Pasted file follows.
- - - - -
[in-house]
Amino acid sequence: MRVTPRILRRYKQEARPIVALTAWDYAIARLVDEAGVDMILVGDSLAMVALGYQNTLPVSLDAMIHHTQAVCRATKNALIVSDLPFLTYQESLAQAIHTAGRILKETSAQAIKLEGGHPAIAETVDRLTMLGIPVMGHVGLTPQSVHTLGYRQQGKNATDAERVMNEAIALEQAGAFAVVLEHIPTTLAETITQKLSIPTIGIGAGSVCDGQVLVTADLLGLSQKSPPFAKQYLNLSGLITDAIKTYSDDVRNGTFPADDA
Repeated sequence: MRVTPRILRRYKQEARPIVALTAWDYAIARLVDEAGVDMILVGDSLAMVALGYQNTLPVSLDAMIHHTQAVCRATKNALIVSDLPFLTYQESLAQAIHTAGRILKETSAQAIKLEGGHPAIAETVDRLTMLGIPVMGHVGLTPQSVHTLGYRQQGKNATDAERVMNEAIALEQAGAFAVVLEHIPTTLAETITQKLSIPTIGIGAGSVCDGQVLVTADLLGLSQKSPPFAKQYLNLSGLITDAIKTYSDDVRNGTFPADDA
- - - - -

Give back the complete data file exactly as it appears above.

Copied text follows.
[in-house]
Amino acid sequence: MRVTPRILRRYKQEARPIVALTAWDYAIARLVDEAGVDMILVGDSLAMVALGYQNTLPVSLDAMIHHTQAVCRATKNALIVSDLPFLTYQESLAQAIHTAGRILKETSAQAIKLEGGHPAIAETVDRLTMLGIPVMGHVGLTPQSVHTLGYRQQGKNATDAERVMNEAIALEQAGAFAVVLEHIPTTLAETITQKLSIPTIGIGAGSVCDGQVLVTADLLGLSQKSPPFAKQYLNLSGLITDAIKTYSDDVRNGTFPADDA
Repeated sequence: MRVTPRILRRYKQEARPIVALTAWDYAIARLVDEAGVDMILVGDSLAMVALGYQNTLPVSLDAMIHHTQAVCRATKNALIVSDLPFLTYQESLAQAIHTAGRILKETSAQAIKLEGGHPAIAETVDRLTMLGIPVMGHVGLTPQSVHTLGYRQQGKNATDAERVMNEAIALEQAGAFAVVLEHIPTTLAETITQKLSIPTIGIGAGSVCDGQVLVTADLLGLSQKSPPFAKQYLNLSGLITDAIKTYSDDVRNGTFPADDA